How will the CARB’s rules affect your business?
The priority for fleet managers and trucks is to keep their trucks on the road and moving. But the more extensive EATS technology needed to meet CARB standards to reduce emissions will inevitably lead to more maintenance downtime for cleaning and filtering. Therefore, to meet the new CARB rules, truck OEM manufacturers will need to consider the EATS system needs more carefully and look for ways to make them more effective while reducing the need for filter changes and cleaning for truckers.

The new rules for fleet managers and small business owners are intended to guide your future truck decisions. The new rules aim to encourage businesses to invest in electric vehicles or trucks with improved emission efficiency and to look for ways to reduce their emissions now with their current fleet.

Chevron has a solution: Delo® 600 ADF engine oil
In response to these changes, Chevon has developed an ultra-low ash engine oil that helps prolong DPF service life, extend maintenance intervals, and reduce emissions. The Delo 600® ADF 15W-40 is a premium, high-performance long drain and mixed fleet synthetic engine oil. This engine oil meets the new API CK-4 and FA-4 diesel engine oils standards for 2017 government emissions. But this oil does more than meet the new standards. It also provides benefits such as:

  • Extended emission control system intervals: Users of Delo® 600 ADF can go two times longer between service intervals for their DPF filters without sacrificing effectiveness. This is a big win for small businesses and fleet managers who want to keep their trucks on the road and reduce maintenance costs.
  • Better fuel economy: Another benefit of Delo® 600 ADF is that it leads to less metallic ash building up in the DPF filter. This means that when a regen is necessary to clear out the filter, less fuel is used to improve your overall fuel economy.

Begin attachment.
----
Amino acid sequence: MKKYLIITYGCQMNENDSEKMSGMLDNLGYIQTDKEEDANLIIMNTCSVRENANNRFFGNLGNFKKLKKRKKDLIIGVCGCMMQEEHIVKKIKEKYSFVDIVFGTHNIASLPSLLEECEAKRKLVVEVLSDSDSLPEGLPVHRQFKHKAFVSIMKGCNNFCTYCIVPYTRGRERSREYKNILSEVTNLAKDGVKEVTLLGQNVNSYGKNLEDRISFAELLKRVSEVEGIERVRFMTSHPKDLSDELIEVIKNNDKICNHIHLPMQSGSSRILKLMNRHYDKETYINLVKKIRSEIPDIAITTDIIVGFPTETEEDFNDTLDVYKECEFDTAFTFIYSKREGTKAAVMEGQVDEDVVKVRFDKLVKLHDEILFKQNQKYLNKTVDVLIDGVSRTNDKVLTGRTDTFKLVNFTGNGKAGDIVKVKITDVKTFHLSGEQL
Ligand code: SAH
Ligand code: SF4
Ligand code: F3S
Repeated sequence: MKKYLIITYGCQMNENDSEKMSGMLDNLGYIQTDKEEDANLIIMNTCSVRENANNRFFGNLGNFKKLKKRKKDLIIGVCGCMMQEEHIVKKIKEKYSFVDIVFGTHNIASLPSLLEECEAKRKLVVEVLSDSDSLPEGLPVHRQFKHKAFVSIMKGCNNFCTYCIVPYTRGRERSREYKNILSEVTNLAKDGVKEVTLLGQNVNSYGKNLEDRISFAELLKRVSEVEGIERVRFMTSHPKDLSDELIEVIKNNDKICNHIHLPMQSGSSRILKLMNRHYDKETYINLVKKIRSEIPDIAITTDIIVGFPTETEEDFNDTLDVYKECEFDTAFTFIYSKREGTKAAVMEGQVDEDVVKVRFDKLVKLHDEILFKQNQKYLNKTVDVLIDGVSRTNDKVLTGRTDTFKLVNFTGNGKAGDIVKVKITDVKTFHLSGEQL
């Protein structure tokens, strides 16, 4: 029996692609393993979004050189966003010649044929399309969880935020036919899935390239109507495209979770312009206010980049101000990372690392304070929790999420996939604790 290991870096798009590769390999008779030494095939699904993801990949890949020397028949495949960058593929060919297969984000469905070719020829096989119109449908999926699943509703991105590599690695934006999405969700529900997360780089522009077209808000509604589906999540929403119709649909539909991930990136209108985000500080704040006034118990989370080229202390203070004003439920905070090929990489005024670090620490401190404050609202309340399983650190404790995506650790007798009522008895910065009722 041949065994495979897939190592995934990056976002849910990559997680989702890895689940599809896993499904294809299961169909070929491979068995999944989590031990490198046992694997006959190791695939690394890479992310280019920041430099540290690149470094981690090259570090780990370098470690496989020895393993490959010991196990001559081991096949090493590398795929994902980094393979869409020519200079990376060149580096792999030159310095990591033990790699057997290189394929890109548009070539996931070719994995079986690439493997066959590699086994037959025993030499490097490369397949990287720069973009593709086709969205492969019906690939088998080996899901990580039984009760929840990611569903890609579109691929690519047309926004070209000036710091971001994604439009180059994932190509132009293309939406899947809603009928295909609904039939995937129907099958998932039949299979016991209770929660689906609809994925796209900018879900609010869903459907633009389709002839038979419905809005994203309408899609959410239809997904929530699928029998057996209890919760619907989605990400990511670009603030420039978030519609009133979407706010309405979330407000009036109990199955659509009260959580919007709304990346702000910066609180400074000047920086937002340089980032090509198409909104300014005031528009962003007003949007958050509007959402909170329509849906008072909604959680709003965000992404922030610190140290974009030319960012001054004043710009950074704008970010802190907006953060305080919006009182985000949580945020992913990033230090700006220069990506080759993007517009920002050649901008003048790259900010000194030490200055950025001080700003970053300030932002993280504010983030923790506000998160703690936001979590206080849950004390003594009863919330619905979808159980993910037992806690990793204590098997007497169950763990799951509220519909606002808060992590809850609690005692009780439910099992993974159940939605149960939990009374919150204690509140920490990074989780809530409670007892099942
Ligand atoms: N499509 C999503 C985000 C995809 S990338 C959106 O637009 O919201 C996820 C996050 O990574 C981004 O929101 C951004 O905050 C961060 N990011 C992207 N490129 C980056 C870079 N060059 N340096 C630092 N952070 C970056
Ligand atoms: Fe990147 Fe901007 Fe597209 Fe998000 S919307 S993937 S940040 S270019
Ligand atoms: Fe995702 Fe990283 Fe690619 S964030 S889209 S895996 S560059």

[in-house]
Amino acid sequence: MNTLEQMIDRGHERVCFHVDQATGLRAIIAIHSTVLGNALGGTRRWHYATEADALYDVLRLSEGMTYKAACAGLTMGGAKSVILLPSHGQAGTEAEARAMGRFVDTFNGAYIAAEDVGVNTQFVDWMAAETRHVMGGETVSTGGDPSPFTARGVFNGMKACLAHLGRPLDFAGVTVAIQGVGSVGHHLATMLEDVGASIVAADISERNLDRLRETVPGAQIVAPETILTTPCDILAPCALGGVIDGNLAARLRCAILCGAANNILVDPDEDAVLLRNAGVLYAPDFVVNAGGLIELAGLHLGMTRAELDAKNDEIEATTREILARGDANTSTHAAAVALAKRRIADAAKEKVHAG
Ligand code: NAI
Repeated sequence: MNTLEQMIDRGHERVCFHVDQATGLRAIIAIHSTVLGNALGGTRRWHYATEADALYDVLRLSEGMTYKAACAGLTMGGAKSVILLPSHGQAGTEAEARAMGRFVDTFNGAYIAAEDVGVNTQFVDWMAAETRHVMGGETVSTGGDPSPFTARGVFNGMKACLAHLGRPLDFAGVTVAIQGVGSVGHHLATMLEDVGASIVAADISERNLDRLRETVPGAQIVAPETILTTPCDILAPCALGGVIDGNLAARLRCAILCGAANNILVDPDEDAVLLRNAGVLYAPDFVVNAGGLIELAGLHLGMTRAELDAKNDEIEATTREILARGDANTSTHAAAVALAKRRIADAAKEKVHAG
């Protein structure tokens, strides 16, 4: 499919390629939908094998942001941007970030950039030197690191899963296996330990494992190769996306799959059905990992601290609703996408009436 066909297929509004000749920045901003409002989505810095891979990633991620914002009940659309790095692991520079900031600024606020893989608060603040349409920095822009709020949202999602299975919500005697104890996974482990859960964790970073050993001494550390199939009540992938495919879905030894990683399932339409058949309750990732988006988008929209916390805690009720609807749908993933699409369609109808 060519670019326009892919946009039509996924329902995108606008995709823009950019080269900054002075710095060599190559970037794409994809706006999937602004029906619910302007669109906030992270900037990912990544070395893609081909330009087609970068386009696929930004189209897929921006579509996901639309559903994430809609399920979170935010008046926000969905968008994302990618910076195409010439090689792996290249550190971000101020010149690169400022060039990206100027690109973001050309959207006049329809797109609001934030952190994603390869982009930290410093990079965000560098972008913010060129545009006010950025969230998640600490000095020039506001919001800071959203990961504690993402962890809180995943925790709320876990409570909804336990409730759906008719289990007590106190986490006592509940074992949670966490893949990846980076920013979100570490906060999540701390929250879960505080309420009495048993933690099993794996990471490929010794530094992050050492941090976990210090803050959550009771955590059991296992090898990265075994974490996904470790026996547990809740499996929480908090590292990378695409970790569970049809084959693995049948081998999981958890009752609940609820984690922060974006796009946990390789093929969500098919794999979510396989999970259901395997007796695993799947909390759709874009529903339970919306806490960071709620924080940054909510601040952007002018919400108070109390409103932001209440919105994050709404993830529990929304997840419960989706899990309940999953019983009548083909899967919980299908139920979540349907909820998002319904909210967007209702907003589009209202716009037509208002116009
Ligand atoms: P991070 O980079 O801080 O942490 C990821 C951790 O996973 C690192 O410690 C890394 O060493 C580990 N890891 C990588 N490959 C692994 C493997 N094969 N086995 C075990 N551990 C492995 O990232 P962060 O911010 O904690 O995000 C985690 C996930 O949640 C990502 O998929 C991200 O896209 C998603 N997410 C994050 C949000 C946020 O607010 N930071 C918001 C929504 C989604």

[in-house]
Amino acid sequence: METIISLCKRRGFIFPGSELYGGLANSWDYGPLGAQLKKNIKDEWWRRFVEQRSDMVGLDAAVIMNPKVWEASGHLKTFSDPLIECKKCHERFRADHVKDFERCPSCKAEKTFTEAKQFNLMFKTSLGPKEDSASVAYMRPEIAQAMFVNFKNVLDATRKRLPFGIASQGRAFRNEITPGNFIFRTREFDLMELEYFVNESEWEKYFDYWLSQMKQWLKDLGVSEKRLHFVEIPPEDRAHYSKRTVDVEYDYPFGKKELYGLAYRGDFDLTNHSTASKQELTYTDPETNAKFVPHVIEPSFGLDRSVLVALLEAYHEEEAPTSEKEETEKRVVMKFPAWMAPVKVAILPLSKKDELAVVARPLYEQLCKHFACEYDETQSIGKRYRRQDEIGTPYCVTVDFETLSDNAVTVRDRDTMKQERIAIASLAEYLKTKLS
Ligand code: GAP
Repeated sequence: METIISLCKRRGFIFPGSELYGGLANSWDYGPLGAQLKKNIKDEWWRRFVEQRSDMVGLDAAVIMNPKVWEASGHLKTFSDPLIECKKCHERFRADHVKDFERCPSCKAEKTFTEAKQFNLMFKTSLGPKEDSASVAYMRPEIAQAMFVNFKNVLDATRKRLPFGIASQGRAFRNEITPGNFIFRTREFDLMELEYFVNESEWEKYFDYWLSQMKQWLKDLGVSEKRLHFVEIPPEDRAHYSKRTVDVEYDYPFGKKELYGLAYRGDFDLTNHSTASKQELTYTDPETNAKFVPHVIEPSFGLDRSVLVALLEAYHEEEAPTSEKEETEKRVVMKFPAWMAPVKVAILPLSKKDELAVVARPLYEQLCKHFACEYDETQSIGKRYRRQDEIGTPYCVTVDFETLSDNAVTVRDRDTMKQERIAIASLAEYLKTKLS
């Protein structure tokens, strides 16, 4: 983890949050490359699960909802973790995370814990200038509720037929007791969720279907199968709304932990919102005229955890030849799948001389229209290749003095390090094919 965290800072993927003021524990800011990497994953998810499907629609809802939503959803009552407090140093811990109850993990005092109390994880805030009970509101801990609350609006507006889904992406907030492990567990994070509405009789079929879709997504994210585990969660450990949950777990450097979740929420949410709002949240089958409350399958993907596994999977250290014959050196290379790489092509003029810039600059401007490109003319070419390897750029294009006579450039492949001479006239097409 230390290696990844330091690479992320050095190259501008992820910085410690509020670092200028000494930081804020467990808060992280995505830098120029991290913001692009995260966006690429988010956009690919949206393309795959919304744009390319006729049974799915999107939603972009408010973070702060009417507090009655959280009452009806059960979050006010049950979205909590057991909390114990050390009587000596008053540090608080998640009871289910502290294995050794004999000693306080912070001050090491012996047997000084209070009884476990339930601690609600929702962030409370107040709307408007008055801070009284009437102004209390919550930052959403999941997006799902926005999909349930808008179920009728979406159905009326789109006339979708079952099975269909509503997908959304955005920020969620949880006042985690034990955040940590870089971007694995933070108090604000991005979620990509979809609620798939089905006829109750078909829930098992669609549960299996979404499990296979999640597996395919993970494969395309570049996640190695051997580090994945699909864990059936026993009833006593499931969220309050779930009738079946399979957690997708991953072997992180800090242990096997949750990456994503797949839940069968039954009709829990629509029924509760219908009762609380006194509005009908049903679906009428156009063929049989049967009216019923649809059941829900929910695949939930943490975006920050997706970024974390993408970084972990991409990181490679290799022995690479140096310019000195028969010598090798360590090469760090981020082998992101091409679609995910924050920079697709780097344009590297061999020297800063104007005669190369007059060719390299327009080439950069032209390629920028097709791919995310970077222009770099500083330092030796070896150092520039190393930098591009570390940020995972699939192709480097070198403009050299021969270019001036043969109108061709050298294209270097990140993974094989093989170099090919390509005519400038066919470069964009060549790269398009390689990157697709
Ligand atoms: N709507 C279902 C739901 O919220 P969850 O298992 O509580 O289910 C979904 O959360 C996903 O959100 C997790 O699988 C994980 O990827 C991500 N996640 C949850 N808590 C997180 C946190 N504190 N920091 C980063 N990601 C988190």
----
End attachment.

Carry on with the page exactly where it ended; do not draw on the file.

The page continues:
• Improved deposit control. This oil also features performing detergent and dispersant additives that help prevent deposit formation on pistons and in your turbocharger, so your engine continues to run efficiently.

Overall, the Delo® 600 ADF engine oil offers increased cleaning protection for your engine. It protects against deposit formation on your cylinders, pistons, rings, and valve trains, so your engine continues to run slowly. In addition, it reduces ash build-up in your DPF filter and helps reduce your emissions. It’s engine oil that truly takes your entire EATS system into account and helps keep your truck on the road with fewer emissions.

Greg’s Petroleum Service is here to help!
As we all grapple with the changes coming to the industry due to the CARB rule standards, our team is here to help. We offer lubricants to protect your vehicles, keep them running, and help you meet the new emissions standards. If you have questions about your fleet needs, call us. We’re happy to help find solutions for your fuel and lubricant needs!